|BWS Stories - "Reflections of the Way Life Used to Be"...Times Have Changed|
"Reflections of the Way Life Used to Be"...Times Have Changed - Swan Song Ruffles Feathers
Kerry Peresta writes a weekly women's humor column entitled,
"Empty Nesting is for the Birds," and lives in Pierre, SD with
her husband. She has raised and (hopefully) launched four children, has
two adorable and quite intelligent grandchildren; and recently escaped
a 20-year advertising career. Read more of her work at www.emptynesting.webs.com. firstname.lastname@example.org
Swan Song Ruffles Feathers
What has a plunging neckline, shoulder-dangling earrings, skin-tight
jeans, French-manicured fingers and toes; a cocktail in one hand and a karaoke
songbook in the other?
Answer: my oldest daughter at her bachelorette party the night before
I was honored to be included
among my daughter’s best friends as she enjoyed her final swan song as a
single. I am completely out of touch with the twenty-something bar scene, and
for that I am grateful. It seems to include a little too much flesh on display,
which is alternately covered with tattoos or jewelry.
No bachelorette party these days is complete without karaoke, I was
informed. My daughter is an amazing vocalist, and as I watched her perform I
was very proud. I screamed my guts out and applauded wildly along with the rest
of the gang.
I had mixed feelings as I watched her kick back a celebratory shot of
something brown with whipped cream – I am out of touch with what young people
kick back these days. My daughter
doesn’t drink much – a little wine - but that night people were buying her
drinks all around and I watched an interesting assortment of pink, fruity,
fluffy stuff pass her lips. We all yelled and toasted each other repeatedly.
It was interesting for me to watch her against this backdrop, my
mom-mode switch in neutral. This was a young and confident adult, celebrating
her upcoming wedding with other young and confident adults. I did my best to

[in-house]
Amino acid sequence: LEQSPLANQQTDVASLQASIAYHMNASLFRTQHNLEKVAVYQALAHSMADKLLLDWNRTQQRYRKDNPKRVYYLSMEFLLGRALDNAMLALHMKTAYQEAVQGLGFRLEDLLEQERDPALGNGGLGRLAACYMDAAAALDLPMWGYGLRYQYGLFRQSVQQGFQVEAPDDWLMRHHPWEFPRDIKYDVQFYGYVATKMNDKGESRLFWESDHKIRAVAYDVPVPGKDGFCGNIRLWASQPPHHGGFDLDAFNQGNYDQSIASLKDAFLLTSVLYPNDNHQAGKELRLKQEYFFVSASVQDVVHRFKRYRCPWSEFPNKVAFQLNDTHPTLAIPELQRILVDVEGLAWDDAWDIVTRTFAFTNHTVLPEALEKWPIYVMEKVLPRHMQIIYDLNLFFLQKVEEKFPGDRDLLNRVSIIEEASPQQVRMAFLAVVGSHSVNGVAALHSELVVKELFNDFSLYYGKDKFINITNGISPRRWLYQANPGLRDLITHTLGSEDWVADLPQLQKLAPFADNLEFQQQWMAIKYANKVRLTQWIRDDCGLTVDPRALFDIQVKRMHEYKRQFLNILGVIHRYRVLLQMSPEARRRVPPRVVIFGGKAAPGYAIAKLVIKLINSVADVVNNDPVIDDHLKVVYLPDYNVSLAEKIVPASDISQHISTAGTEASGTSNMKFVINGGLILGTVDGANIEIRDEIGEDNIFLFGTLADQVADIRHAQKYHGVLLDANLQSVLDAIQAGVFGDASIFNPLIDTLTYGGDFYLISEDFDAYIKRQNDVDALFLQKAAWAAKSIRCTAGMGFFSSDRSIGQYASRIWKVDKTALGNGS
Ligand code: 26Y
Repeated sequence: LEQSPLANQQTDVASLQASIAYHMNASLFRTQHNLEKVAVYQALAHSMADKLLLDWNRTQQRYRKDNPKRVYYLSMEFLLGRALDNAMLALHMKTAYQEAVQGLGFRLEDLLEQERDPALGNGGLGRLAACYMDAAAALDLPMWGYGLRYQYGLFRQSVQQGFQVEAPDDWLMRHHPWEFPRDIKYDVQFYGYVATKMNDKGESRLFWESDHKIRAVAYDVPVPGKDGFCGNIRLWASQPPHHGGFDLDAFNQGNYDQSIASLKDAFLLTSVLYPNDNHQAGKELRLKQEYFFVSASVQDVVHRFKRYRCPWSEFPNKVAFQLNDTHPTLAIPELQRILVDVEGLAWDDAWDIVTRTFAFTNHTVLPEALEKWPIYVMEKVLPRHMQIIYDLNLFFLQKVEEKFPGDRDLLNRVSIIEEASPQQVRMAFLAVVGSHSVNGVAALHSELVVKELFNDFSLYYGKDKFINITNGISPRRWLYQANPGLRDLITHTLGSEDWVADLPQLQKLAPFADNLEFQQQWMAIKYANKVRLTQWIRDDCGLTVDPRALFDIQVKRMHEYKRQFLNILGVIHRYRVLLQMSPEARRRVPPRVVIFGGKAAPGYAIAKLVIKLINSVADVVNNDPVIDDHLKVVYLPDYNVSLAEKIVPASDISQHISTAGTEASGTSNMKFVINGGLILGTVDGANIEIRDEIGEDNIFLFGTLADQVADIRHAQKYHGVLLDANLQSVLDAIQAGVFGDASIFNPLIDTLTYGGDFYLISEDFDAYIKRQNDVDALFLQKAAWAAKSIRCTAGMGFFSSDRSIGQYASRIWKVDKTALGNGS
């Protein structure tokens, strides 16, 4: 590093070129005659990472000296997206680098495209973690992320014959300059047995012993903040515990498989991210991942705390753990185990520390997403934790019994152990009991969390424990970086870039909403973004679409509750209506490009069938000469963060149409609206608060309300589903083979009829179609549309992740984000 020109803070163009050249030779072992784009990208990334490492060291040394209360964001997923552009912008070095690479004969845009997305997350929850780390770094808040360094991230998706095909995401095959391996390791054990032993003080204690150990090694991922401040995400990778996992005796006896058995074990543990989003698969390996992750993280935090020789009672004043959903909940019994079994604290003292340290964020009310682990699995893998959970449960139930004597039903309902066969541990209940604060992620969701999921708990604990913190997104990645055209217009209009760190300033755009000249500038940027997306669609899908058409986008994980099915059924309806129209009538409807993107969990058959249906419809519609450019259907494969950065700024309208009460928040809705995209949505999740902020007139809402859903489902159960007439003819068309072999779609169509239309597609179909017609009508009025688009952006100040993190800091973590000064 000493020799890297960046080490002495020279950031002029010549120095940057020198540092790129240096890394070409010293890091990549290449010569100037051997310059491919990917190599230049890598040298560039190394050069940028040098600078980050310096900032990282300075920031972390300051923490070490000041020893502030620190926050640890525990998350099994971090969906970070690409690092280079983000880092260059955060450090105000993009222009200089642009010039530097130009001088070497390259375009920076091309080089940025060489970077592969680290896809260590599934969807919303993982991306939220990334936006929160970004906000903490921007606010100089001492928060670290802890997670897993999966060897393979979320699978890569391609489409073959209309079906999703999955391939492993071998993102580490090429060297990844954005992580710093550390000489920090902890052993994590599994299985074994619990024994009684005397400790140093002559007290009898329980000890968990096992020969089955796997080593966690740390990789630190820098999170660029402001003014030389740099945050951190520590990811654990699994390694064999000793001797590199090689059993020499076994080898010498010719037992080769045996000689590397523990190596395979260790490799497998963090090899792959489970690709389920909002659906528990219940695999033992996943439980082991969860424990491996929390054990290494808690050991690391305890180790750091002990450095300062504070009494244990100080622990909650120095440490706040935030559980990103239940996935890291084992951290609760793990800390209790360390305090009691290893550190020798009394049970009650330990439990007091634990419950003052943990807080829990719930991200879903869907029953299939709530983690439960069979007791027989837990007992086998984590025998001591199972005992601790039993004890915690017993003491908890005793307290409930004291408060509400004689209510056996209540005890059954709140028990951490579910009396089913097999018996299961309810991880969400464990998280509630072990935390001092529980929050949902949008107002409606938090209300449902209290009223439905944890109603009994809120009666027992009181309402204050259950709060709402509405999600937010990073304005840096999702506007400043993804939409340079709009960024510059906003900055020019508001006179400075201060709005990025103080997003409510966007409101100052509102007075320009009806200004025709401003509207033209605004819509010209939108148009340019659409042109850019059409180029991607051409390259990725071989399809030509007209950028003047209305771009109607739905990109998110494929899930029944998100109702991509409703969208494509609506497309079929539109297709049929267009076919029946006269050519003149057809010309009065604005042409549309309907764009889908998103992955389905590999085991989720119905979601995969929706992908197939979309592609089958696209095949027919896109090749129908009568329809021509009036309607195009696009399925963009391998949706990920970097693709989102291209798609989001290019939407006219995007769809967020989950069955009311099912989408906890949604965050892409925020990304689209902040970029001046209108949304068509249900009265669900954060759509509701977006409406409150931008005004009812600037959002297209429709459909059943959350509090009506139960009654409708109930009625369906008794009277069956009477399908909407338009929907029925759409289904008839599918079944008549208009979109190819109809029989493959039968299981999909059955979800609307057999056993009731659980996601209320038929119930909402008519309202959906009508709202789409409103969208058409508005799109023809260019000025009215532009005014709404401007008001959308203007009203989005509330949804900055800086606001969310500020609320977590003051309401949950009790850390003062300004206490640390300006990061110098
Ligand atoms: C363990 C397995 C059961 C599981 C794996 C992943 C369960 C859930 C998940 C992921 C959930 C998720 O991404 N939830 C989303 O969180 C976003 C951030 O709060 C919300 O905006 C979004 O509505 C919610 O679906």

ignore the cigarette smoke, thumping music, tattoos, body piercings and ridiculously
short skirts that populated the bar.
In my ‘disco queen’ days, we smoked cigarettes, listened to thumping
music, wore ridiculously short skirts and pierced our ears. I sense some similarities here.
Fortunately I have outgrown this stage. Now I listen to calmer music and
wear a lot of plaid Capri’s. I don’t smoke or tattoo anything. My skirts are a
It feels strange to be on the outside looking in - a student of my
daughter’s generation. I observe her
healthy, robust interaction with her friends, all of whom seem to respect and
delight in her. I resist my desire to rush over to her décolletage and jerk up
her neckline to a more modest level. We are on her turf, not mine. There are
lines that mothers should not cross.
She introduces me proudly to everyone, and I push aside the nagging
feeling that I do not belong, because in truth, I do belong. I was invited. She
is my daughter, and I am celebrating this milestone with her. So what if
everyone is a good 30 years younger than me? I look okay when the lights are
My other daughter, barely 21, arrives at the party after her work shift
ends. She slices her eyes towards me as she takes deep drags from her cigarette
and hoists a brew. She grins, daring me to comment. I am outnumbered. I feel
the torch being ripped from my stiff, unyielding fingers and I don’t know if I
like it. This whole mother-of-the-bride thing is confusing. On one hand, I am
delighted; on the other, I am depressed. I have no control whatsoever in this
situation. I peer through the smoke-induced haze, wondering how they can
breathe, let alone enjoy a conversation. When the group moved to the next
agenda item, I begged a ride home and left early. I was not overly interested
in watching my daughter ride a bull.
The wedding was on the beach the following day at sunset; lovely and
romantic. I’m transitioning from
mother-of-the-bride to eventual -mother-of-the-next-bride, where I plan to be
better prepared emotionally to deal with flashbacks of adorable little girls, first
dates, volleyball games, prom dresses and graduations superimposed over
chortling, wild-eyed, microphone-wielding karaoke and bull-riding enthusiasts
with French manicures.
Isn’t there a rule somewhere that mothers should gracefully decline an
invitation to their daughters’ bachelorette parties?